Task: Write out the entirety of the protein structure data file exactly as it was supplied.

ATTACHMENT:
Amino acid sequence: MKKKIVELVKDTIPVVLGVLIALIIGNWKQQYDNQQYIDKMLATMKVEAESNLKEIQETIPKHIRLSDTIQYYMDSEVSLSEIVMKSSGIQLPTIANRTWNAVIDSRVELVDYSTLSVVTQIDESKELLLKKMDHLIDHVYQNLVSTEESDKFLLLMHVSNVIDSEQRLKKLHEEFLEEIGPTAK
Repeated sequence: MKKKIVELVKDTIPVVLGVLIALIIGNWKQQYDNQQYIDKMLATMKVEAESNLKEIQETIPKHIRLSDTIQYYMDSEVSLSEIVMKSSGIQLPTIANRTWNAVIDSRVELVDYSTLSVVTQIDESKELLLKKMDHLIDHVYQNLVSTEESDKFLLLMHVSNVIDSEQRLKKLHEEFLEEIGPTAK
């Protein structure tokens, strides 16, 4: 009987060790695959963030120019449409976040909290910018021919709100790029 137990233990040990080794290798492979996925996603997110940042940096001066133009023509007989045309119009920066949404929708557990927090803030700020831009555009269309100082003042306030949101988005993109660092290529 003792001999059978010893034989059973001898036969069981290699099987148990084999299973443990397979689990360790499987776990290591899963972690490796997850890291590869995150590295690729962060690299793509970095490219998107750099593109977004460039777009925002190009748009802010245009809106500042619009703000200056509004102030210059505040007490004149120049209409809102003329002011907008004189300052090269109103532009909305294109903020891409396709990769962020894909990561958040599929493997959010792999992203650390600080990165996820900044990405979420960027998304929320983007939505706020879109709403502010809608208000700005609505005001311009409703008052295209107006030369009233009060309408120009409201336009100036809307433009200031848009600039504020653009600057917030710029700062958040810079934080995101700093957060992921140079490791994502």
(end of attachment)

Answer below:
Amino acid sequence: MKKKIVELVKDTIPVVLGVLIALIIGNWKQQYDNQQYIDKMLATMKVEAESNLKEIQETIPKHIRLSDTIQYYMDSEVSLSEIVMKSSGIQLPTIANRTWNAVIDSRVELVDYSTLSVVTQIDESKELLLKKMDHLIDHVYQNLVSTEESDKFLLLMHVSNVIDSEQRLKKLHEEFLEEIGPTAK
Repeated sequence: MKKKIVELVKDTIPVVLGVLIALIIGNWKQQYDNQQYIDKMLATMKVEAESNLKEIQETIPKHIRLSDTIQYYMDSEVSLSEIVMKSSGIQLPTIANRTWNAVIDSRVELVDYSTLSVVTQIDESKELLLKKMDHLIDHVYQNLVSTEESDKFLLLMHVSNVIDSEQRLKKLHEEFLEEIGPTAK
């Protein structure tokens, strides 16, 4: 009987060790695959963030120019449409976040909290910018021919709100790029 137990233990040990080794290798492979996925996603997110940042940096001066133009023509007989045309119009920066949404929708557990927090803030700020831009555009269309100082003042306030949101988005993109660092290529 003792001999059978010893034989059973001898036969069981290699099987148990084999299973443990397979689990360790499987776990290591899963972690490796997850890291590869995150590295690729962060690299793509970095490219998107750099593109977004460039777009925002190009748009802010245009809106500042619009703000200056509004102030210059505040007490004149120049209409809102003329002011907008004189300052090269109103532009909305294109903020891409396709990769962020894909990561958040599929493997959010792999992203650390600080990165996820900044990405979420960027998304929320983007939505706020879109709403502010809608208000700005609505005001311009409703008052295209107006030369009233009060309408120009409201336009100036809307433009200031848009600039504020653009600057917030710029700062958040810079934080995101700093957060992921140079490791994502």